“The Lord bless you and keep you! The Lord let his face shine upon you and be gracious to you! The Lord look upon you kindly and give you peace!” Book of Numbers 6:22-27.
On this ancient feast of “Mary, the Mother of God,” our liturgy draws on a blessing for this New Year from the Old Testament, Book of Numbers. Interestingly, most blessings come with some future promise.
In the case of the Jews, they were on their desert journey toward the Promised Land, where Moses offers this blessing. But it’s Aaron who takes over the leadership of the Jewish people, and with his kin, they enter the “Land of Milk and Honey,” which was promised by God.
I’m also reminded too that in our religious as well as our popular culture, we seek blessings on new endeavors, safety for travel, couples expecting a birth. There is a myriad of blessings in the official Catholic Book of Blessings.
As a priest – in past ceremonies, I have blessed new automobiles for the safety of its driver; and I blessed a college gymnasium — complete with an NCAA approved swimming pool, exercise equipment, and a rock climbing apparatus that hovers over the main floor of the building. You need plenty of prayers before attempting this feat.
Today’s gospel with the scene at the manger, recalls the lyrics of the “Sabbath Song” from the Broadway Musical, “Fiddler on the Roof,” by Jerry Block and Sheldon Harnick:
“May the Lord protect and defend you. May the Lord preserve you from pain. Favor them oh Lord, with happiness and peace. Oh, hear our Sabbath prayer. Amen.”
As they sought refuge and peace in Bethlehem, this blessing could have been addressed to Jesus, Mary, and Joseph. Their story continues, as we know.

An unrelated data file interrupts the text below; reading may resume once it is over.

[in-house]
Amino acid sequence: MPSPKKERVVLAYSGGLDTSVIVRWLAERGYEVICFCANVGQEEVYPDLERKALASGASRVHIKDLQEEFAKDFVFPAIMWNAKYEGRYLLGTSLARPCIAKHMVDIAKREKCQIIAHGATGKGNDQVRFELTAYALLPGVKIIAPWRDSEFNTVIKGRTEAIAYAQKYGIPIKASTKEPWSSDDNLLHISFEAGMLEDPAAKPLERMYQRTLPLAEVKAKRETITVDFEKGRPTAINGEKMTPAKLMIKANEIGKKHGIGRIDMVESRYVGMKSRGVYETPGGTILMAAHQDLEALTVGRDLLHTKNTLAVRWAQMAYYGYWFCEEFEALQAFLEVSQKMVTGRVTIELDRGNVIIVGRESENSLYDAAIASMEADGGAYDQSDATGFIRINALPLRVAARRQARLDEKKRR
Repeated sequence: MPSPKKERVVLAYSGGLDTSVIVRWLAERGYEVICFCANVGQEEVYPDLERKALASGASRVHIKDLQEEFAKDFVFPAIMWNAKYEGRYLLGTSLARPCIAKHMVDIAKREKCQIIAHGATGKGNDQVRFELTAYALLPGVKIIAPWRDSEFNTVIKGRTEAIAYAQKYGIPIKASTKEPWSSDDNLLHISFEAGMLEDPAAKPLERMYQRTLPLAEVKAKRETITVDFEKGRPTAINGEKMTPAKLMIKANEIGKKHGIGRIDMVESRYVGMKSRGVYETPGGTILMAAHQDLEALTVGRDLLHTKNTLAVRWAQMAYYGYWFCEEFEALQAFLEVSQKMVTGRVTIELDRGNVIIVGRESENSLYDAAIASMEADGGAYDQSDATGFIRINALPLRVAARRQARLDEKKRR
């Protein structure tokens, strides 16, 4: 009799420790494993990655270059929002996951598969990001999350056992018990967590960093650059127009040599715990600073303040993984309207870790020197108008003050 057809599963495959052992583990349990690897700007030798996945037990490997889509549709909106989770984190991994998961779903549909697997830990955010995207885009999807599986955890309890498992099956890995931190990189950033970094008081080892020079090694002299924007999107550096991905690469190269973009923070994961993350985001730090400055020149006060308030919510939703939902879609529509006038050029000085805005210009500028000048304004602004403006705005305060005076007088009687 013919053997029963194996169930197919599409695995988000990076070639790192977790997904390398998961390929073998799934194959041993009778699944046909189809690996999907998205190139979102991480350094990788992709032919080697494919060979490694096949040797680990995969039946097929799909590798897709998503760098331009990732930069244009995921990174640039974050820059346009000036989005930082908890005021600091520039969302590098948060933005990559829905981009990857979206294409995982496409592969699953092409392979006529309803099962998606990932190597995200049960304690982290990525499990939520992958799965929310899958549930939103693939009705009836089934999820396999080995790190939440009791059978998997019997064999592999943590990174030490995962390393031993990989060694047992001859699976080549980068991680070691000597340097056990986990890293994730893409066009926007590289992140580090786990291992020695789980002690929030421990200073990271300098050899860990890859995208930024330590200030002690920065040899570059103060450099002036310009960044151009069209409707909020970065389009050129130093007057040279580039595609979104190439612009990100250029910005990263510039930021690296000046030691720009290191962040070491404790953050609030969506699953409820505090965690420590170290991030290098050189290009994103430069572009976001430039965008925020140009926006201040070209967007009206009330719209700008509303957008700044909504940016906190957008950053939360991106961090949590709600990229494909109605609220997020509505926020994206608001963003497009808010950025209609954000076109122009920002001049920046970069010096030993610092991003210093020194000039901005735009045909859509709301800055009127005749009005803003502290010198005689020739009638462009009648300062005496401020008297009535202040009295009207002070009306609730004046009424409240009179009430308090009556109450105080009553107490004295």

In the “Year of the Lord 2017,” we pray for a blessing. We pray for peace, on what has been named a “World Day for Peace,” on some occasions.
For this past century, there has been relentless warfare — from 1917 to our present-day; we can call it a “one- hundred years” war, with tragedy and human loss — from the bloody fields in France with the “Battle of the Somme,” to the war in Syria, and its town of Aleppo.
Here’s a Christmas blessing and promise. The writer Robert Louis Stevenson came to Monterey in 1879, to join his future wife Fanny, as well as recover from his frequent medical problems, and the long journey from England to California.
Local ranchers nursed him to health. He lived in Monterey, one-year, enough time to see first hand our coast and Point Lobos, which some consider the physical locale for his most famous book “Treasure Island,” published shortly after he returned to England. Sadly, he died in 1894 at the age of 44.
The grandson of a Presbyterian minister, Robert Louis Stevenson, wrote this Christmas blessing.
“Loving Father, help us remember the birth of Jesus, that we may share in the song of the angels, the gladness of the shepherds, and the wisdom of the wise men.
Close the door of hate and open the door of love all over the world.
Let kindness come with every gift and good desires with every greeting.
Deliver us from evil by the blessing, which Christ brings, and teach us to be merry with clean hearts.
May the Christmas morning make us happy to be your children and the Christmas evening bring us to our beds with grateful thoughts, forgiving and forgiven, for Jesus’ sake. Amen. “
San Carlos Cathedral, Monterey, CA.
Here’s a footnote. In doing research, I discovered that this lovely passage may have been written by a cousin of Stevenson’s since it does not appear either in his book of children’s verse or in his “Christmas Sermon.” Over the years, however, this prayer blessing has been attributed to RLS.